Someone thought of using a nebulizer to “smoke” booze. Vaporized alcohol was now more than just the bad booze breath of the bum sleeping next to you on the E train, it was moving on up. The upside was you could consume all you wanted and there were no calories. No worries of that horrible alcoholic bloat and belly. Bypassing the liver and going straight to the bloodstream through the lungs, you didn’t have to worry about hangovers. Which also meant there was no way to monitor how much you were actually consuming, so no one could point a finger and say, “I think you’ve had enough young lady,” but there was also nothing to vomit up when you’d gone passed enough and entered into the realm of too much. So what if you’ve increased your chance of alcohol poisoning—did you not hear me when I said 'no calories'? Fancy pants people bought Vaportinis and kids used bicycle pumps and like any good drunk eventually will, vaporized booze fell flat on its face. It was a novelty for people who simply couldn’t live up to their alcoholic potential and drink straight from the bottle.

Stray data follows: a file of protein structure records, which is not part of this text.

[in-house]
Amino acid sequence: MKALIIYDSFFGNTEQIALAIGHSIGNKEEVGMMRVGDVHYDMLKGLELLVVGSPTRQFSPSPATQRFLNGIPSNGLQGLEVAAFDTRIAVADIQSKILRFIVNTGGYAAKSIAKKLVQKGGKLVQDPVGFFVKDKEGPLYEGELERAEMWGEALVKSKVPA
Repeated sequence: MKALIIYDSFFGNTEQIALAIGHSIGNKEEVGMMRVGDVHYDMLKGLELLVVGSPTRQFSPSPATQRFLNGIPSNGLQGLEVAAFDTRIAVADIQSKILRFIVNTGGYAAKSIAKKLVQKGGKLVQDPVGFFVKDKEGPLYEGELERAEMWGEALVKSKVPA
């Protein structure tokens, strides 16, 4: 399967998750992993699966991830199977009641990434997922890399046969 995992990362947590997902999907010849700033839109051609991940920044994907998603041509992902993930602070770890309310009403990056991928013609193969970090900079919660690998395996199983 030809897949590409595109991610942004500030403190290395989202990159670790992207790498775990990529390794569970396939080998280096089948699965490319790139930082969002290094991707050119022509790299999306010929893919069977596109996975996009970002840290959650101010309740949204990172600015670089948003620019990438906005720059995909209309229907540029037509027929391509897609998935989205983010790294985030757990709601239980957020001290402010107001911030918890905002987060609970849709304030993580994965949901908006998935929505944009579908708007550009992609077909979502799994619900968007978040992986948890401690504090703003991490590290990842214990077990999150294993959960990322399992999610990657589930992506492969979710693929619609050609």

Then there are all the candy-flavored boozey things that appeal to kids and drunks who can’t stand the real taste of booze. Boones Farm Apple Wine and Strawberry Hill in the 70s. Marshmallow and Glazed Donut flavored vodkas in the 2000’s. Vodka-infused whipped cream for the foodie crowd. Four Loko for the Jolly Rancher munching crowd. Or actual Jolly Rancher cocktails. And every homemade candy-flavored-liquor-in-a-glass concoction you can think of. Were I still drinking, my candy-booze of choice would be the Double Bubble Gum vodka, because while I may struggle to walk and chew gum at the same time, with that, I could easily drink gum. Drinky, drinky, drunky, pop!
But maybe not. I’ll admit I carried a wine skin of Boones Farm with me in junior high school, but that was a short lived romance. Real 100% dyed in the wool, down to your bones alcoholics do not waste time screwing around with baby drinks. Or alcoholic vapor. I wanted my booze straight, and strong, and long-lasting. I trained myself not to pee when I was drinking, the theory being that I paid for it, and as long as it was in my body, it was doing the job I paid it to do. Bladder and liver damage be damned, full steam ahead. We want the fastest, most potent, easiest, most direct and easily accessible method of getting booze into the belly and the bloodstream.
You know you’ve already thought to yourself, Why would anyone bother with water when you can mix vodka Palcohol with vodka?'